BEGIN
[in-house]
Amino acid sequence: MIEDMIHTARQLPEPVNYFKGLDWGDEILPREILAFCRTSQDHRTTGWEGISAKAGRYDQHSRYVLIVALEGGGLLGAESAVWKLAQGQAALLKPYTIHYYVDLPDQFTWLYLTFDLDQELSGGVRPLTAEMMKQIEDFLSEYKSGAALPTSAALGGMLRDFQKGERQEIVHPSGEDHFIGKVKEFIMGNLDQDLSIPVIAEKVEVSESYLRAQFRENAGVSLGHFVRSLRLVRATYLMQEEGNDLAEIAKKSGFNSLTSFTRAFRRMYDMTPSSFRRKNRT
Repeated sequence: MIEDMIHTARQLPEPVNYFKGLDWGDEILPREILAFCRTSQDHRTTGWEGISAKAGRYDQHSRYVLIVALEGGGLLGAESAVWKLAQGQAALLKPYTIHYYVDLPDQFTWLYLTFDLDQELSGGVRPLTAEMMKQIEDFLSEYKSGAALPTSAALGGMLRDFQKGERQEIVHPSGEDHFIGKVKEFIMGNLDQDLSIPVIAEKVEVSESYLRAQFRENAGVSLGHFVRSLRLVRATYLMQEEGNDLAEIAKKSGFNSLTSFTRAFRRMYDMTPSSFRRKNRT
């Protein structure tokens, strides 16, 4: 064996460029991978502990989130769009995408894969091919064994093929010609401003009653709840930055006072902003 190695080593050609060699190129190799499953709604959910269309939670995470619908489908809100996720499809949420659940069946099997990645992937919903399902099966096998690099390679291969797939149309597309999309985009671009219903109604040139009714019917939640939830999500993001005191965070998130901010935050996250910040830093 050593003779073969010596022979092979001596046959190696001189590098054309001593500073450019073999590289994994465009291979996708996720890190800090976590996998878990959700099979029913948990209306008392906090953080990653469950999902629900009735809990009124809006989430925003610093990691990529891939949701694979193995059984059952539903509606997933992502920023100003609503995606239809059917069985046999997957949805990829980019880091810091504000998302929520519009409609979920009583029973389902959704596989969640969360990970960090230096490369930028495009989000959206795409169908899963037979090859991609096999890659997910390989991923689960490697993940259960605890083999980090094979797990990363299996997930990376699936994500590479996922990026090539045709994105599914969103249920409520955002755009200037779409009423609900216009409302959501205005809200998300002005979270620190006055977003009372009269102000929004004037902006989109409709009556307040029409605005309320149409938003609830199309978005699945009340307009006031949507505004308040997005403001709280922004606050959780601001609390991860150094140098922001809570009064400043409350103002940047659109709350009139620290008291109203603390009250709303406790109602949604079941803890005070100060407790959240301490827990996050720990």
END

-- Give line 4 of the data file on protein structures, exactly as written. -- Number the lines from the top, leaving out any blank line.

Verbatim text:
């Protein structure tokens, strides 16, 4: 064996460029991978502990989130769009995408894969091919064994093929010609401003009653709840930055006072902003 190695080593050609060699190129190799499953709604959910269309939670995470619908489908809100996720499809949420659940069946099997990645992937919903399902099966096998690099390679291969797939149309597309999309985009671009219903109604040139009714019917939640939830999500993001005191965070998130901010935050996250910040830093 050593003779073969010596022979092979001596046959190696001189590098054309001593500073450019073999590289994994465009291979996708996720890190800090976590996998878990959700099979029913948990209306008392906090953080990653469950999902629900009735809990009124809006989430925003610093990691990529891939949701694979193995059984059952539903509606997933992502920023100003609503995606239809059917069985046999997957949805990829980019880091810091504000998302929520519009409609979920009583029973389902959704596989969640969360990970960090230096490369930028495009989000959206795409169908899963037979090859991609096999890659997910390989991923689960490697993940259960605890083999980090094979797990990363299996997930990376699936994500590479996922990026090539045709994105599914969103249920409520955002755009200037779409009423609900216009409302959501205005809200998300002005979270620190006055977003009372009269102000929004004037902006989109409709009556307040029409605005309320149409938003609830199309978005699945009340307009006031949507505004308040997005403001709280922004606050959780601001609390991860150094140098922001809570009064400043409350103002940047659109709350009139620290008291109203603390009250709303406790109602949604079941803890005070100060407790959240301490827990996050720990």